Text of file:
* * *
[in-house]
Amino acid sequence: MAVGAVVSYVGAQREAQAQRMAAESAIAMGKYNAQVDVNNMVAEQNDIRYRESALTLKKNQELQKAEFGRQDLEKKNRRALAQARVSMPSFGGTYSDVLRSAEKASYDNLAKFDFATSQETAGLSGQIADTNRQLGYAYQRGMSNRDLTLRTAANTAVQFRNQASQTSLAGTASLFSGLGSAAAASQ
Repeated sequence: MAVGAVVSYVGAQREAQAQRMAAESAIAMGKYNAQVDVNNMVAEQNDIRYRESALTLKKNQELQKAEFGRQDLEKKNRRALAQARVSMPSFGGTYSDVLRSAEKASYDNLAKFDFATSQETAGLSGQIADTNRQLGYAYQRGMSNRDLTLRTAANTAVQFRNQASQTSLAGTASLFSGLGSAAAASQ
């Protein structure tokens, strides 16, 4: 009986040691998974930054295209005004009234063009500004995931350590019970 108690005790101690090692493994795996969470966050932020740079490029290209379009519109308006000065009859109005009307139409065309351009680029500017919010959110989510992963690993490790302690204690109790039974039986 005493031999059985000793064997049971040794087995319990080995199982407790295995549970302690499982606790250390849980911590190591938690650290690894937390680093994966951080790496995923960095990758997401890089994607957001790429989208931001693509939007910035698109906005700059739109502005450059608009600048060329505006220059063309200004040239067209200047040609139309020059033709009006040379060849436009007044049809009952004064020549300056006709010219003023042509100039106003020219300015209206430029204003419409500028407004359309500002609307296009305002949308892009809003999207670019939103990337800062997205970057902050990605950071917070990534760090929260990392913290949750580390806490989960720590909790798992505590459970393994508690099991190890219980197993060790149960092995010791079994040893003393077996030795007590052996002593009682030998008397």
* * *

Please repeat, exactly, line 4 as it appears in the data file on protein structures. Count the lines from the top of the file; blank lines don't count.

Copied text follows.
């Protein structure tokens, strides 16, 4: 009986040691998974930054295209005004009234063009500004995931350590019970 108690005790101690090692493994795996969470966050932020740079490029290209379009519109308006000065009859109005009307139409065309351009680029500017919010959110989510992963690993490790302690204690109790039974039986 005493031999059985000793064997049971040794087995319990080995199982407790295995549970302690499982606790250390849980911590190591938690650290690894937390680093994966951080790496995923960095990758997401890089994607957001790429989208931001693509939007910035698109906005700059739109502005450059608009600048060329505006220059063309200004040239067209200047040609139309020059033709009006040379060849436009007044049809009952004064020549300056006709010219003023042509100039106003020219300015209206430029204003419409500028407004359309500002609307296009305002949308892009809003999207670019939103990337800062997205970057902050990605950071917070990534760090929260990392913290949750580390806490989960720590909790798992505590459970393994508690099991190890219980197993060790149960092995010791079994040893003393077996030795007590052996002593009682030998008397």